When parents are veggie-haters, how can they expect their young ones to be veggie-lovers
"Please finish your beans!" "Swallow the spinach and you can have a scoop of ice-cream!" "If you don't finish everything on your plate, no TV!" Pleas, bribes, threats; sulking kids, shouting adults... `veggie-troubles' (christened by Bel Mooney in one of her `Kitty & Friends' books) are an everyday, exasperating occurrence in every household. Of course, everybody knows fruits and vegetables are full of the good stuff - nourishing, vitamin-rich, disease-fighting, great source of fibre, blah, blah, and more blah. But the problem is, all those veggies that are bursting with goodness are about as tasty as nasty medicine, while fruits are sweet and hence fine! Ever seen a kid hankering after a dish of broccoli or relishing cluster beans and cabbage? (If you have, congratulations - you've just witnessed the 8th wonder of the world!) Then again, are parents practising what they preach? Are adults any less fussy? `I eat potatoes and lady's fingers. Only," says Janakiraman, dad twice-over, quite unabashedly. He's not alone... there's 20 something Padmasini, who wonders how anybody at all can eat cauliflower. "It looks like - ewww - goat's brain. Oh, and I think radishes stink and as for bitter gourd - this vegetable should be ashamed of itself," she adds, with feeling. It's quite weird really. Any other habit that's so blatantly wrong gets a whole lot of attention. Look at drinking or smoking; laws are passed to enforce the right practices. But for the five recommended portions of fruits and vegetables a day, that will make all the difference in life (literally!), there's nothing much done beyond some gentle advice that usually falls on deaf ears! Little Varun says, thanks to his science textbook, he knows that vegetables make him grow stronger. So, does he polish off his plate of spinach, Popeye style? "No! I like carrots, potatoes and lady's fingers - the rest are a big no-no. I can't stand their taste!" Indira Rangarajan, mum of two daughters, is absolutely puzzled why her older one never took to vegetables, while her second was a perfect darling, gulping them down. "Every time I told my older girl that she will get glowing skin and flowing tresses, she simply told me that she didn't want them! And `bajjis' were the only way she would eat vegetables!"Parents too are partly responsible - feeding a kid a veggie-rich meal will probably take twice as long, and who's got the time or patience anyway? Several households practise the `two vegetables' system - one for the fusspots (deep-fried, in a vat of oil) and one for the others (something in shades of green). Then, there are others who get the kids to guzzle expensive cartons of `fresh' fruit juices to `make up', while some simply rely on multi-vitamin tablets to round off the deficiencies in the diet!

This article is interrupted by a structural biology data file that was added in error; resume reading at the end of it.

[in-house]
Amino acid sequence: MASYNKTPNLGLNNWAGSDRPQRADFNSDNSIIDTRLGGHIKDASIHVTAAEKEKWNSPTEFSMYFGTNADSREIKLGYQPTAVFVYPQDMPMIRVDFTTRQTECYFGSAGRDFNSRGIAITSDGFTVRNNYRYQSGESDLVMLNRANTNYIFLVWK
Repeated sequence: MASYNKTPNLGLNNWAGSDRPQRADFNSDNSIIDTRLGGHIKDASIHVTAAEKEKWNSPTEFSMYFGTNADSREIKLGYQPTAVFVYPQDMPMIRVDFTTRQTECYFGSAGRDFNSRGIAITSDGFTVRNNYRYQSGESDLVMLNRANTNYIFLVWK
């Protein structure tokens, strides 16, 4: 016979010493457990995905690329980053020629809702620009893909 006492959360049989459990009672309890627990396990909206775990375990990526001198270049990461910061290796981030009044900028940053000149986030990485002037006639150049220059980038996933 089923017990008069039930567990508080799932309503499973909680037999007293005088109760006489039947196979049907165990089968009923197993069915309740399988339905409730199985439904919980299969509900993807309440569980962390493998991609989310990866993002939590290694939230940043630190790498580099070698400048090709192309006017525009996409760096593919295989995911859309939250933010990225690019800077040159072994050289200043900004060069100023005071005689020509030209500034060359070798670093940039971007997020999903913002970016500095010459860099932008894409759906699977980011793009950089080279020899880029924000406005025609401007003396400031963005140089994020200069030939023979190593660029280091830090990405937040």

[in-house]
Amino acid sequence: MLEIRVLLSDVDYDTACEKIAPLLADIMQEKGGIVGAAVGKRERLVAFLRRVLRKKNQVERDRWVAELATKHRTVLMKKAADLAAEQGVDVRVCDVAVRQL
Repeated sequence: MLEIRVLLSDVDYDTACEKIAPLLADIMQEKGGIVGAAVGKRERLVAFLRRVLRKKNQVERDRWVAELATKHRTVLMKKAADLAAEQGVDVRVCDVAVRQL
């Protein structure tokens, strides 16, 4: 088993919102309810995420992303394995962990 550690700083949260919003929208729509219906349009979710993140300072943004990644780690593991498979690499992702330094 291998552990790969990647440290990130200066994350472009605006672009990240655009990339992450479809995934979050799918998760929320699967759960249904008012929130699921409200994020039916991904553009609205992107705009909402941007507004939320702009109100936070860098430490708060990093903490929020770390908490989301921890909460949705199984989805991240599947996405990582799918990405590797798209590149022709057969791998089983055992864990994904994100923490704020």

How can you turn veggie-haters into veggie-lovers? Now, in the interests of mankind, well, at least for those who're patiently reading this column, we've got an impressive line-up of ideas to get people hooked to the green stuff. Please note - not all of them are likely to work with middle-aged fussy eaters though! * Catch them young - Janakiraman admits that part of the trouble is because, he and many like him, are not used to eating vegetables from childhood. Dr. Kamala Janakiraman, his wife, says training kids to eat `mashed-vegetables' before they're old enough to say it's `yuck' is the best solution.* Try, try and try again. If you despair, you're doomed to be a `two-vegetable' household. * Practise what you preach. Dads who want kids to eat their beans should eat beans themselves. * Motivate them with tales of brains and brawn. "`If you eat this, you can fight like Jackie Chan, while that will give you a superb memory' should work well," says Dr. Kamala.* Make it fun! "Transform vegetables into salads, kootu, finger-foods with a dip, halwas or sandwich-fillers," recommends Dr. Kamala.With the right attitude, Dr. Kamala says most aversions can be overcome.All that's needed is some perseverance and a little imagination... it's not really impossible to get your kid to stop sulking at the sight of spinach! APARNA KARTHIKEYAN